plot. An equal mixture of heavily inoculated Kobe and common
2 This lime and heavy fertilizer rate was applied so the elements calcium,
phosphorus, potassium and nitrogen would not be limiting growth factors.






Minor Elements Stimulate Pasture Plants


TABLE 2.-MINOR ELEMENT TREATMENTS APPLIED ON GRASS EXPERIMENTS.

Treatment Pounds per Acre


Copper sulfate (Cu SO, 5 H2O) ....................
Ircn sulfate (Fe SO 7 H O0) .................. ..........
Manganese sulfate (Mn SO4 4 H2O) ................
Zinc sulfate (Zn SO 6 H2O) ---------...--
Magnesium sulfate (Mg SO 7 H2O) ................
Cobaltous acetate (CO (C2H302)2 4 HO) ............-
Borax (Na2BlO 10 HO) ..................................
All the above compounds... ...........---.......
All the above compounds.............. ...... ......
All the above compounds.....-- -.......................
Copper, iron, borax, manganese, zinc and cobalt.
Copper, iron, borax, manganese and zinc.....-...........
Copper, iron, borax and manganese.............-..
Copper, iron and borax .............. ...... --- ..
Copper and iron -............... ..................... ....
No minor elements..- ....................


25
50
50
10
50
1
10
Standard
2 Standard
2 Standard
Standard
Standard
Standard
Standard
Standard


StanJard is the same rate as listed for individual elements.

lespedeza was seeded over the entire experiment at the rate of 20
pounds per acre.
On both tests the lime and complete fertilizer were disked in
lightly, then seeded and rolled with a heavy steel packer. The
minor elements were mixed with a small quantity of soil and
then surface broadcast. This technique gave a minimum con-
tamination with minor elements between the variously treated
plots.

RESULTS OF ZEPHYRHILLS TEST

Rapid germination and excellent stands resulted because of
favorable weather conditions following fertilization and seeding.
Within six weeks after seeding very marked growth responses
of grasses were noted on plots treated with certain minor ele-
ments. Shown in Fig. 3 are typical growth responses of dallis,
carpet and Texas bahia grasses treated with lime and a complete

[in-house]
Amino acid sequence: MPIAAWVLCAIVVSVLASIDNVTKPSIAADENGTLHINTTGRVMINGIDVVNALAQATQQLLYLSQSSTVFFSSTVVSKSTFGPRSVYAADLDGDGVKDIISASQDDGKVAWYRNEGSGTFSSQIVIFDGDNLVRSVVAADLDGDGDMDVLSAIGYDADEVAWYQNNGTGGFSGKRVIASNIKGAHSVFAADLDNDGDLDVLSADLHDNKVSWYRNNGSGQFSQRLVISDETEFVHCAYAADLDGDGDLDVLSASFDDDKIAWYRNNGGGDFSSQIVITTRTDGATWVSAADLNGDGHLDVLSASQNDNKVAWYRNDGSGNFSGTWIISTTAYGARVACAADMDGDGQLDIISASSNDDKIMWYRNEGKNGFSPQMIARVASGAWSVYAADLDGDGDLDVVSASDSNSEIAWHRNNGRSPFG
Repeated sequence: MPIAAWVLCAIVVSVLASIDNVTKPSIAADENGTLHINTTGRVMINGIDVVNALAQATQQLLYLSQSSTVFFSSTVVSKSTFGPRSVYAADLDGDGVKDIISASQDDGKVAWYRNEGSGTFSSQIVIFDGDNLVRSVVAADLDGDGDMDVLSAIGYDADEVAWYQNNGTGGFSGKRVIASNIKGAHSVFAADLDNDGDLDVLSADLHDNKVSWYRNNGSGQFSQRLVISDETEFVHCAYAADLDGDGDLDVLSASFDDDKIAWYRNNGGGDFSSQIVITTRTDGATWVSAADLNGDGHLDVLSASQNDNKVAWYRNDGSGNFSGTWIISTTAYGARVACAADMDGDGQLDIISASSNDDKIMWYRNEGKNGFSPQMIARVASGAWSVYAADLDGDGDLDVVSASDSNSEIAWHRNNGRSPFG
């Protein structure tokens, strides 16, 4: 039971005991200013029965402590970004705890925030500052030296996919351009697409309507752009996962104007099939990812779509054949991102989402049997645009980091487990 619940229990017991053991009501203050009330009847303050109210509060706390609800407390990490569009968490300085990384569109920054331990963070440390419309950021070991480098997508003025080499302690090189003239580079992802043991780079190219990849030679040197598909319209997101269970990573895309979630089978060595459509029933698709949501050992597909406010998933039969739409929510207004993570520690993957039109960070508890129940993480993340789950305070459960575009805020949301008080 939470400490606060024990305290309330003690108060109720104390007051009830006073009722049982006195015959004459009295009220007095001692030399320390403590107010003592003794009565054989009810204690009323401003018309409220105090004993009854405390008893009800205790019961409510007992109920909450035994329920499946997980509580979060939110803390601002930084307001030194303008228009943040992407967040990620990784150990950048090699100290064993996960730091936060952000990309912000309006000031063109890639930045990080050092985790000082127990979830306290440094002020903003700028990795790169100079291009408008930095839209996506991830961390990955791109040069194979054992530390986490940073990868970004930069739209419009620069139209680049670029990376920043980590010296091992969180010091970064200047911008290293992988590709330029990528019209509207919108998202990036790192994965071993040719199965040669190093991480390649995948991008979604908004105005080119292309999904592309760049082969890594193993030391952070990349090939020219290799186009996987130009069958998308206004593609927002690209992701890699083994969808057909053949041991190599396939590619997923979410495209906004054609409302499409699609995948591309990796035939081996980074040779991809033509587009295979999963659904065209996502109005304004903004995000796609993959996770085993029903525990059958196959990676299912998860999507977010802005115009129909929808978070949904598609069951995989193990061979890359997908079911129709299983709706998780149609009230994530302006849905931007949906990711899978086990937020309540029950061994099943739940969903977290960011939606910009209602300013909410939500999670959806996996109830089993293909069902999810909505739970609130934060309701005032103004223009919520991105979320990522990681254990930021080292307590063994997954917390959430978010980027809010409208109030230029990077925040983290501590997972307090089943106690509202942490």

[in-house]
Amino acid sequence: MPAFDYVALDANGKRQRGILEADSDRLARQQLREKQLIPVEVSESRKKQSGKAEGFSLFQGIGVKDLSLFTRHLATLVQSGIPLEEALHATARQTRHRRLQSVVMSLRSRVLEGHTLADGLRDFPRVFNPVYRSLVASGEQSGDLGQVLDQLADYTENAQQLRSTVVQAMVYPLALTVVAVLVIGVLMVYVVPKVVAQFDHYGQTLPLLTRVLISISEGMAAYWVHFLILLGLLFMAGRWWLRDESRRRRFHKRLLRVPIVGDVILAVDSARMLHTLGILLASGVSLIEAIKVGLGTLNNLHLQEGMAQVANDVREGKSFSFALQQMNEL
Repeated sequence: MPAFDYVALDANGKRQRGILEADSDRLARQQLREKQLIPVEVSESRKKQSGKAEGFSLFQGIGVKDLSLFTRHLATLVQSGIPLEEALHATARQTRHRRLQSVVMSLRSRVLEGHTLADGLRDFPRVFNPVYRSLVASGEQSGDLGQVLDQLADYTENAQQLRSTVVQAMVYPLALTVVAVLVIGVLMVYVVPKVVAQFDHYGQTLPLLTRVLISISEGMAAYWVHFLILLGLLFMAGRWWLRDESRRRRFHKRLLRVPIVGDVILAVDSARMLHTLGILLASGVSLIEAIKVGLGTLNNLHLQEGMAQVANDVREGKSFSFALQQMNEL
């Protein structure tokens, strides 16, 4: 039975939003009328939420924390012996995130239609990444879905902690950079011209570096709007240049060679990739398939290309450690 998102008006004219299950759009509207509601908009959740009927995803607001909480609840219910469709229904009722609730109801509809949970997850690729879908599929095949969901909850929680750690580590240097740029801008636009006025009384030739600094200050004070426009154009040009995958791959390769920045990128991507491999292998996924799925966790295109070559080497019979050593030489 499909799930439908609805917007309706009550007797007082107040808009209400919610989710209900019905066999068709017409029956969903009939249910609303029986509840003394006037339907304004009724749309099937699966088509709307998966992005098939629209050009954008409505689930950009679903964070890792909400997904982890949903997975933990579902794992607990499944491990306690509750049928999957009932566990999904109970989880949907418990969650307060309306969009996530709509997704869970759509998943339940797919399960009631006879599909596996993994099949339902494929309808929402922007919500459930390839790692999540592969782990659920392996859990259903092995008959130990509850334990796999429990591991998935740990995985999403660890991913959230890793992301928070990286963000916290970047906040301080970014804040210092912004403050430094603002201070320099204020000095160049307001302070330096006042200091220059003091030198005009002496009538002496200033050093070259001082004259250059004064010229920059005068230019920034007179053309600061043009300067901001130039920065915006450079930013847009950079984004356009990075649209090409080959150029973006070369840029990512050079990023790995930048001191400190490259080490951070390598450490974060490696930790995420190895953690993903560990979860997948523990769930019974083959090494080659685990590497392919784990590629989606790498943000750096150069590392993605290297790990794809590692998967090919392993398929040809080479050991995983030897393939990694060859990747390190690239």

fertilizer; with lime, complete fertilizer, and seven minor ele-
ments; and with all minor elements without lime and fertilizer.
The growth of carpet, dallis and Texas bahia for the eight-week
period, when treated with seven minor elements (Cu, Fe, Mn, Mg,
Zn, Co, B), as compared to the growth of grass treated with lime
and fertilizer but without minor elements, is shown in Fig. 4.
Grasses responded primarily to compounds of copper, zinc and
manganese, and secondarily to boron. No response on any of
the grasses treated with the iron compound was observed and


~..~.......
----~------
----------i


















































Fig. 3.-Response of Grasses to Fertilizer and Minor
.5' ".lt*










jN '













Elements. Upper left, carpet grass seedlings. Upper
right, Texas bahia seedlings. Below, dallis grass seedlings.
Seedlings on left in each picture received a complete fer-
tilizer; center received complete fertilizer and all minor
clements at standard rate; right, all minor elements at
s andard rate but no complete fertilizer.

only slight responses to magnesium were noted. The /2 standard
rate mixture of seven minor elements gave responses as satisfac-
tory as the standard rate, while the double rate mixture of minor
elements did not produce growth as satisfactory as the lighter
rates.
rates.






Minor Elements Stimulate Pasture Plants


? s ~flC htaF